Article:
Commentating on Music

Andrew Mellor
Friday, May 4, 2018

Years ago I thought the idea of verbal commentary on a performance made for a funny joke. Now, I see its huge potential

Eight years ago I spent twenty minutes of my lunch hour writing a tongue-in-cheek fake news item for the satirical website NewsBiscuit. The article heralded BBC Radio 3’s decision to introduce sports-style commentary for its live concert broadcasts – the sort that might overlay the transmission of a football match.

Of course, it wasn’t true. It was a blunt joke, capitalising on an extended metaphor (where words like ‘players’ and ‘performance’ are interchangeable) and poking gentle fun at a trend apparently taking root at our major media institutions. At the time, many of those institutions, including the BBC, insisted every technical or cultural reference be explained or linguistically simplified, lest some fragment of the discourse be left for the viewer or reader to investigate.

But there was one other reason for writing that article. It was a faint belief that the atmosphere and insight of sports commentary might work rather well in the classical music arena, where we can no longer take concrete knowledge for granted (arguably an advantage in some scenarios) and where artists are often engaged in superhuman feats day-in-day-out. Could such commentary draw people in to this rarefied world?

In February, many of us were hooked on coverage of the Winter Olympics from South Korea. This is a tournament that contains a large number of strange and unfamiliar sports. Like much of the music we write about here on Gramophone, they represent disorientating minefields for the uninitiated. So why do so many of us enjoy watching them? Because, by and large, we are open-minded enough to find the process of learning-by-experiencing both absorbing and rewarding. And because the journalistic coverage of such events has never been better – in terms of expertise or the communication thereof.

Good commentary helps us see what we should be looking and listening for. It aids our understanding of a discipline, and invites us to rejoice when we’ve witnessed something extraordinary. None of the editors at BBC Sport seemed to mind that we weren’t given a definition of ‘Frontside Rodeo’ every two minutes during coverage of the slopestyle snowboarding heats at the Winter Olympics. They trusted us to get the hang of such terms, if deployed with accuracy and clarity, over time.

Good commentary thrives on that lightness of touch. But it is also deeply emotional. That explains why listening to Proms concerts via the radio can sometimes be even more involving than witnessing the performances live at the Royal Albert Hall. The best Radio 3 commentators are those with a gift for capturing the atmosphere of the moment, the mood of the occasion. They know how much of themselves to give, and how much is too much. Some deploy a different tone of voice when introducing a live Choral Evensong from that they would use for teeing-up a festival performance of Rachmaninov’s Symphonic Dances. It’s the difference, you might say, between the ‘sound’ of snooker and football.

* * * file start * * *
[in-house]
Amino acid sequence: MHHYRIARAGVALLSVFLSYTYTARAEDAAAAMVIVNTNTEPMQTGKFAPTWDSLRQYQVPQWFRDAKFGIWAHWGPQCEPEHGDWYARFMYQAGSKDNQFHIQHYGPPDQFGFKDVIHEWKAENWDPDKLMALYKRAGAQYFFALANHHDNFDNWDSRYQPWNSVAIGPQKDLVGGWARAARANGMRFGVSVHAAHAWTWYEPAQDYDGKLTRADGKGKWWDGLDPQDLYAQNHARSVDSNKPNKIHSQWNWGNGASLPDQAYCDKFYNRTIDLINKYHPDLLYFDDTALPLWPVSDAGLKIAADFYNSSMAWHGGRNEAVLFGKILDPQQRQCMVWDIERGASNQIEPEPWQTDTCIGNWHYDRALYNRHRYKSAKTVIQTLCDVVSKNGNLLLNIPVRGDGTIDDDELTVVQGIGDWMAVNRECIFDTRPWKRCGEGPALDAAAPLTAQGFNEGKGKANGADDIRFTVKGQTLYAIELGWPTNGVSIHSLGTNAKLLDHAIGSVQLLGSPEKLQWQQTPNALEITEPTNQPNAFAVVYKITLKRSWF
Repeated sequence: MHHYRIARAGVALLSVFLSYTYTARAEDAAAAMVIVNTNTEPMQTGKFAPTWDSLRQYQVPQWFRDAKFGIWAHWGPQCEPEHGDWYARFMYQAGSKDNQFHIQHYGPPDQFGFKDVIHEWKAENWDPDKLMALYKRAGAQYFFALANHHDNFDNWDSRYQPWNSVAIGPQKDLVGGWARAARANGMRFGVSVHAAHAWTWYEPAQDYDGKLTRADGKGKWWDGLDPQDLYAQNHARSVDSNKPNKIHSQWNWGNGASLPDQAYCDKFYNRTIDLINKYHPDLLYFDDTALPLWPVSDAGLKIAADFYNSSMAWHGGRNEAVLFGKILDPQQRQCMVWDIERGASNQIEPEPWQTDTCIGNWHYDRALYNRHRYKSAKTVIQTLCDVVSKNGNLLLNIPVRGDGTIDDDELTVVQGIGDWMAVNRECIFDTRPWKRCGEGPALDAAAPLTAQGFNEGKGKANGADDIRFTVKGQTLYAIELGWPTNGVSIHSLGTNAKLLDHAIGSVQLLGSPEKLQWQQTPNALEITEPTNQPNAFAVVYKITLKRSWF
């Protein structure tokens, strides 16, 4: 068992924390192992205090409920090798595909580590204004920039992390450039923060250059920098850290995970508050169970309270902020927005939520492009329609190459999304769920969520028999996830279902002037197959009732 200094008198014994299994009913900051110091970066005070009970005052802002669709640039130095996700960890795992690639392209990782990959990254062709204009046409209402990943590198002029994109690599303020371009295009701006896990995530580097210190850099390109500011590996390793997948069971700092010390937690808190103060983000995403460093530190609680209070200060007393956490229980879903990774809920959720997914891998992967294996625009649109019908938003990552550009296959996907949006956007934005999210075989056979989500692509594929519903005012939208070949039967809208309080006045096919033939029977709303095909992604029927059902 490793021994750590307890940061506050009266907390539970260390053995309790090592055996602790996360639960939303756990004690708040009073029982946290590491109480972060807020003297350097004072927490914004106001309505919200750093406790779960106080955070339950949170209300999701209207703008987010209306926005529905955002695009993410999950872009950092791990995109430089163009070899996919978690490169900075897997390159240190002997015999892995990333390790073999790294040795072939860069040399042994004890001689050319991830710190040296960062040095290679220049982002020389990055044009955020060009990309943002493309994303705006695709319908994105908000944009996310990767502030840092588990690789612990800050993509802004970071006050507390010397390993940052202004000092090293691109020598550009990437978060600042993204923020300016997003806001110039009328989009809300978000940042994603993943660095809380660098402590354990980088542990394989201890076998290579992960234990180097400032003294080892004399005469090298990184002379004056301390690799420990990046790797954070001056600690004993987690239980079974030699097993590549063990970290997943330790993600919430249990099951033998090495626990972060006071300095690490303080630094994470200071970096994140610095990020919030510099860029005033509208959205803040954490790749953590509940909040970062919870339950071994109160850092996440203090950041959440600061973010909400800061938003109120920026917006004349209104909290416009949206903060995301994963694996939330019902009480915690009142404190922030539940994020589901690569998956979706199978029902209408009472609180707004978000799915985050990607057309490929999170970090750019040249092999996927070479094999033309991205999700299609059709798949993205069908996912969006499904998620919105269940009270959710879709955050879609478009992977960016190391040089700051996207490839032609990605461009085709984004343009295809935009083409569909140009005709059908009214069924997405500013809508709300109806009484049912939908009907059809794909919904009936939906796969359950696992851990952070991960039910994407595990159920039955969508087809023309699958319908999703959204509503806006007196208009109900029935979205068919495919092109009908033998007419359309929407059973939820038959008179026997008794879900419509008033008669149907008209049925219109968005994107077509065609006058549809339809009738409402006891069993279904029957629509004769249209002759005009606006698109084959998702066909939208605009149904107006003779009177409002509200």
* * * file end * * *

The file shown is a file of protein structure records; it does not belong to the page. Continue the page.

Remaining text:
Last week I had the opportunity to explore some of these ideas while commentating on a conducting competition in Copenhagen for a live-stream, hosted partially by Gramophone. The Danish Broadcasting Corporation, which masterminded the event, invited me in to discuss how the coverage might work. Immediately, I saw the parallels with both the Winter Olympics coverage and with my 2010 attempt to make a joke about sports commentary in a musical setting.

The vital difference here was the competitive element. The beauty of such competitions is that they reveal that most complex and elusive aspect of so much ‘classical’ music – that interpretation is everything, and everyone’s interpretation is different – and they do so in an environment many of us can relate to from sports or talent shows. Music competitions can fast-track an audience’s familiarity with a particular piece of music and offer everyone the chance to decide whose version of it they believe worked best.

Andrew Mellor's live commentary for the 2018 Malko Competition

It’s funny how, in these situations, everyone has an opinion – even those who protest that they ‘know nothing about classical music.’ The competition process brings a vital extra dimension, one the commentator can harness to draw viewers and listeners in further. Never are people more receptive to analysis and expertise than when they have a vested interest – a favoured contestant or team. The profusion of complex analysis that surrounds football and cricket matches proves as much.

Conducting is such a personal, expressive art – and it has such an all-embracing effect on the music in question – that it is both relatively easy and highly engrossing to discuss, especially when contestants at a competition bring such different approaches to it. But there is a chance to reach deeper than that. In preparation for the Malko Competition, I listened to as many recordings of the prescribed works as possible and also read as many reviews of said works as I could lay my hands on (many, via the Gramophone archive, stretched back decades).